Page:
Why are carbohydrates called hydrated carbons

Subdivision of carbohydrates and their projections

There are several criteria for classifying carbohydrates:

 

1. According to the size of n according to the general formula:

$ C _ {\ color {Blue} n} (H_2O) _ {\ color {Blue} n} $

or.

$ C _ {\ color {Blue} n} H_ {2 {\ color {Blue} n}} O _ {\ color {Blue} n} $:

 

Depending on the number of carbon atoms (n) the Greek prefixes are assigned, which are already known from the nomenclature of alkanes, among other things. However, are n= 1 and n= 2 only formally to be regarded as carbohydrates, n= 3 is denoted by Tri- instead of Prop- and n= 4 instead of but- with tetr-:

 

n=

prefix

3

Tri-

4

Tetr-

5

Pent

6

Hex

7

Hept

8

Oct-

 

 

 

The two parent substances glyceraldehyde and dihydroxyacetone would have the prefix Tri-!

left: glyceraldehyde, right: dihydroxyacetone, both: n = 3 = trioses

The fact that both parent substances have the same prefix makes it clear that a further differentiation is necessary, but this is extremely simple: it occurs after the Derived from one of the two parent substances.

Carbohydrates can also link with each other, as we will see later, a single carbohydrate molecule is therefore also known as a monosaccharide.

2. According to the relationship to glyceraldehyde or dihydroxyacetone:

As already mentioned, carbohydrates are either polyhydroxy aldehydes or ketones, i.e. they have either primary or secondary carbonyl carbon atoms.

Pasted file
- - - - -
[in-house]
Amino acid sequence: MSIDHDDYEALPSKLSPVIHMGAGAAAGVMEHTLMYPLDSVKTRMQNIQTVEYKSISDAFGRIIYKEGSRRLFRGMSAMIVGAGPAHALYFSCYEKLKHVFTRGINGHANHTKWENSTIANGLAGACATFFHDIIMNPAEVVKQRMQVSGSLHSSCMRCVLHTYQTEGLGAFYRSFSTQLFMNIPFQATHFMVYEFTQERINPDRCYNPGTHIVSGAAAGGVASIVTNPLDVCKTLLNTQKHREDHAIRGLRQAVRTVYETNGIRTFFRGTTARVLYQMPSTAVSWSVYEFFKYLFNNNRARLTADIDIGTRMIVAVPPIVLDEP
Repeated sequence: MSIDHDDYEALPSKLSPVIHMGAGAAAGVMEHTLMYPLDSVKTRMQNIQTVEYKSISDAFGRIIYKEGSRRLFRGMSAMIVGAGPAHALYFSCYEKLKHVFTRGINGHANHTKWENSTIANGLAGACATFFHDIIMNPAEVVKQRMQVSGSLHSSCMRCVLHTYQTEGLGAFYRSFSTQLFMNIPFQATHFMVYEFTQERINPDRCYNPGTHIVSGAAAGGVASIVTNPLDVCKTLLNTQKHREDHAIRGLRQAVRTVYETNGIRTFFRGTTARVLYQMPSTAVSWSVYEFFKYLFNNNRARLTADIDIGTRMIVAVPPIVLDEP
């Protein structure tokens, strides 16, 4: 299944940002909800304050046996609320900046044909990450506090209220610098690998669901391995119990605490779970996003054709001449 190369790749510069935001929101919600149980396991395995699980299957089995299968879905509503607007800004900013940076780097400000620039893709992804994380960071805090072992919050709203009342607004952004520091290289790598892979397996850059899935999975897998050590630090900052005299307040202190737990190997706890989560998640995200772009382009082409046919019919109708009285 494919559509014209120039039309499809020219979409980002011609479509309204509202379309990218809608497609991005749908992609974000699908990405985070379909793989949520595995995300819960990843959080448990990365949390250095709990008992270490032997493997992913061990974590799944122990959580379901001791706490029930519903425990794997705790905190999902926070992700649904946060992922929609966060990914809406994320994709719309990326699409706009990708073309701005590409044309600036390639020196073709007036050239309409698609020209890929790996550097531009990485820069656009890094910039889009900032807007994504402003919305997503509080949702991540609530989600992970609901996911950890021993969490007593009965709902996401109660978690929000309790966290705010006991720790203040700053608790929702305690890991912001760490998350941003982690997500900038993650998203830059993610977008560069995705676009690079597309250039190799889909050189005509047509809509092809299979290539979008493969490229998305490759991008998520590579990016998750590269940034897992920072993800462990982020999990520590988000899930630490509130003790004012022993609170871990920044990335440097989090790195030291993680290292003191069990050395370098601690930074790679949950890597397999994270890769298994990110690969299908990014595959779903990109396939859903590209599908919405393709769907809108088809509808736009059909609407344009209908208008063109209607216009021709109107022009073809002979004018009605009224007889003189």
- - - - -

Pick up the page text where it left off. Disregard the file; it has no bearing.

Example:

 

D-glucose and D-fructose: aldohexose and ketohexose

Combined with the syllable for n the names are clearer: D-glucose is an aldohexose and D-fructose is a ketohexose.

 

3. Chirality and Optical Activity

But what does the "D" before glucose mean? Let us remember the chapter on stereochemistry D comes from dextro, this in turn from Latin dexter: right and means the configuration at the farthest chiral carbon atom from the most oxidized group of the molecule in the Fischer projection. In the case of D, it is on the right, which is what gave D-glucose the name “dextrose”.

 

D- and L-glucose, the last chiral and thus decisive carbon atom is marked in green, the direction of the carbonyl group was also chosen to the right or left, but this does not matter because the carbonyl-C is sp²-hybridized, thus planar and completely achiral.

L.Evo-left carbohydrates also exist, but play a rather subordinate role - almost a mirrored ratio if you compare this fact with the amino acids, which occur almost exclusively in L-form in nature.

Mirrored is a good keyword: The D&L shapes behave like an image and a mirror image is Enantiomers.

If a molecule is chiral, it is able to rotate the polarization plane of the light, it is optically active. In doing so, clockwise should NOT be equated with D and counterclockwise not with L, instead most authors use “(+)” for clockwise (clockwise and “(-)” for counterclockwise connections).

As a specific rotation $ \ left [{\ alpha} \ right] $ of carbohydratesolutions the rotation value $ \ alpha $ in degrees (°), which 1 g of carbohydrate in 1 ml of water in a tube with a length of 10 cm causes. Since this property also depends on the wavelength of the light used and the temperature of the solution, it is necessary to specify the wavelength and temperature for which the rotation value was determined. This is expressed as follows:

 

 

4. Ring-chain tautomerism

As we already learned in the introduction, carbohydrate molecules are able to form a ring. This property is called ring-chain tautomerism (intramolecular rearrangement). Some of them, such as fructose, can form both pentagonal (“furanose”) and hexagonal (“pyranose”) rings. Since each ring can come about in two ways, which differ in the position of an OH group, there are even five forms in which fructose can occur! This alone in the D-form, the L-form has another five - L-fructose plays practically no role for living beings.